A Leap of FaithMature

                I don’t think you notice how much of an effect you have on me. You certainly don’t seem to care all that much as I settle myself into the table across from yours in the coffeehouse corporation we both pay homage to every blasted day of the week. Every day you have a new companion, and I can’t help but feel jealous as Daniel Deronda holds you captivated. The next day its Godwin Peak holding you spellbound, and after that it’s Nick Carraway who’s got your attention. One after the other, but nobody so much as bats an eyelid. Your own eyes remain tumultuously glued to the page, as if looking at me would insult your existence.

                    I chuckle to myself as I wonder if donning a Mr Darcy costume is what it would take to get you to so much as look at me. It’s been a week since you first sat down across from me. Seven days spent in each other’s company. And yet you’ve not so much as said a word to me. I realise I want to know you as I watch your hand fumble awkwardly for your cup of coffee; your eyes trained on the pages and your brow furrowed intensely as you grope blindly. I leave, that day, the door swinging shut behind me, with a smile plastered on my face. You’re a blessing in my hour of need, a ray of sunshine if you’ll excuse the cliché.

                    I don’t even know your name, and yet you’ve got me hanging onto your very existence. There is something about you that holds me spellbound; from the way you chew your bottom lip, your face scrunched up in concentration, to the fact you pull your sweater sleeves down over your hands like you’re trying to hold all the warmth in. You sit with your feet curled underneath you, like a cat as it snoozes in the afternoon sun. Tranquil, yet dogmatic. If you’ll pardon the animal references.

                    Sometimes you blink furiously as you re-read a sentence, and I yearn to know what has you so worked up. But instead of saying anything, I keep quiet as I nurse my cappuccino. Brooding. Waiting for an opportunity to say something. To impress you with my knowledge. And then when you don’t turn up on day eight I’m clueless. When your muse disappears, the mind can’t make art.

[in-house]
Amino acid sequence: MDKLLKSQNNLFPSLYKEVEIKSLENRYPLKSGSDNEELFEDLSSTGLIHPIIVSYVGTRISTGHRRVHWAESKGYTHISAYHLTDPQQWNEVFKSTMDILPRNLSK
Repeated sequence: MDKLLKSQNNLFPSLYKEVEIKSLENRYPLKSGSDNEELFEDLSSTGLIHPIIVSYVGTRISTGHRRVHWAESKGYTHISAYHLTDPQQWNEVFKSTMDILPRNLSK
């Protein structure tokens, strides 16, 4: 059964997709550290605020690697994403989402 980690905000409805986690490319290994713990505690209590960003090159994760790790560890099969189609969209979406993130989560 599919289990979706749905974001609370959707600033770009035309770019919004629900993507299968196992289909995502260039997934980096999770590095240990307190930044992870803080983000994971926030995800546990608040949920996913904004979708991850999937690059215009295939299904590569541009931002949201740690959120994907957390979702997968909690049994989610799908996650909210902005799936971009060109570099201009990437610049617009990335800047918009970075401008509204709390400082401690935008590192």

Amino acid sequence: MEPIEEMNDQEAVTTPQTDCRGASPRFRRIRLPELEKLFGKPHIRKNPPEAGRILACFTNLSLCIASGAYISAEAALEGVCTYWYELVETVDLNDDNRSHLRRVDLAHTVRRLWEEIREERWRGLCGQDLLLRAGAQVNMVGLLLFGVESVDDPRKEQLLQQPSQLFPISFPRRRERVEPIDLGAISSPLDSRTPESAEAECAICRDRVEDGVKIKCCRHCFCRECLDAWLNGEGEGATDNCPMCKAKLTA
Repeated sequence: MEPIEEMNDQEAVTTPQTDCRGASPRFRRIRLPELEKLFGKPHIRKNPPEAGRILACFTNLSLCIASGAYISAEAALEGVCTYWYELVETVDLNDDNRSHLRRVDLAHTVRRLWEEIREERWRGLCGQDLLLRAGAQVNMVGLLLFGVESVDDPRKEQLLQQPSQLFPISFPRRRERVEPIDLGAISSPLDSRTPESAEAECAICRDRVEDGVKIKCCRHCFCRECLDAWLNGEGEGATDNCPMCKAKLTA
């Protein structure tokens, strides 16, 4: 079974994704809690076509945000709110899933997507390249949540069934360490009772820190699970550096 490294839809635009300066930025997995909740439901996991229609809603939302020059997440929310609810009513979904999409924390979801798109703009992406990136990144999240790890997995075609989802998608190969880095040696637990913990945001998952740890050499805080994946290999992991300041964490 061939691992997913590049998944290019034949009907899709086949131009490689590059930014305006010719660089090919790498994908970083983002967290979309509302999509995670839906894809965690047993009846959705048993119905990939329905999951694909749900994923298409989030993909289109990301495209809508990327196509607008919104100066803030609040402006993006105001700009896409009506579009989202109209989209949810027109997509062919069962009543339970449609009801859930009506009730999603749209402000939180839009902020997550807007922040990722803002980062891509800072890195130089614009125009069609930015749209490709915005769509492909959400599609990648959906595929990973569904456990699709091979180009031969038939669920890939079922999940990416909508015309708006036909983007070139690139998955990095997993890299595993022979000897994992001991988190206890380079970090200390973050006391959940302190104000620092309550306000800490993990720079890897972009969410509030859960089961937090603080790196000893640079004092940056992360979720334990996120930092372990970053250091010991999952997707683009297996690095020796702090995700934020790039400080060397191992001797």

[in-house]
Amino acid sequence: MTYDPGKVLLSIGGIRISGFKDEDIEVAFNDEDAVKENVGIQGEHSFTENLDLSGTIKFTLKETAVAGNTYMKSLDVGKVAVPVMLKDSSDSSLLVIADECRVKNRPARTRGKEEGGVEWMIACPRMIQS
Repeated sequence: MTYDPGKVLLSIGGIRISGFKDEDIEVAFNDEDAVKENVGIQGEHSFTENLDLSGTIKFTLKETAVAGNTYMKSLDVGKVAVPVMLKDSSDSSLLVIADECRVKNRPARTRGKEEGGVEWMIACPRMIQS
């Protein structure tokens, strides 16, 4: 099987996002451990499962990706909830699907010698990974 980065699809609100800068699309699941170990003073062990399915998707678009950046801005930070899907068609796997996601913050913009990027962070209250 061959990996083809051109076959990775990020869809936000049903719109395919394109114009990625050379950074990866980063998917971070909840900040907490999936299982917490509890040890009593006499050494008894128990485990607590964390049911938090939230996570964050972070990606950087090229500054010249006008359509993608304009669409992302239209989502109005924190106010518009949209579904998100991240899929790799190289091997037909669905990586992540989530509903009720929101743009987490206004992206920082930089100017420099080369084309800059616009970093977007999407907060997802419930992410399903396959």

I blush as I think of the vivid pictures my mind has conjured of you, as I’ve lain in bed late at night, or as my thoughts have wandered during the monotony of my morning showers. I grin wickedly to myself as I thank goodness itself that mind reading isn’t a typical human trait. I’m safe within the confines of my own head. But I don’t want to be in my own head, I want to get inside yours.

                    I breathe a sigh of relief on day nine, when you show up again, wearing a cream sweater, your cheeks tinted pink with the cold. You pay for your drink and I pretend to busy myself as you head over to your regular table.

                    Except you don’t sit at your usual table today.

                    You sit at the table next to me, which unnerves me. I’m not a big fan of change, and I wonder what has prompted this reckless decision on your part. There’s a smile tugging at the corner of your mouth and I realise the reason for it is because I’m blatantly staring at you. I’m distracted, today, and you’re to blame. Your eyes flit upwards and they lock onto mine. I swallow a large gulp of coffee to try and diffuse the awkwardness, merely succeeding in burning my mouth.

                    “Good book?” I manage to ask, but my voice sounds like sandpaper. Raspy.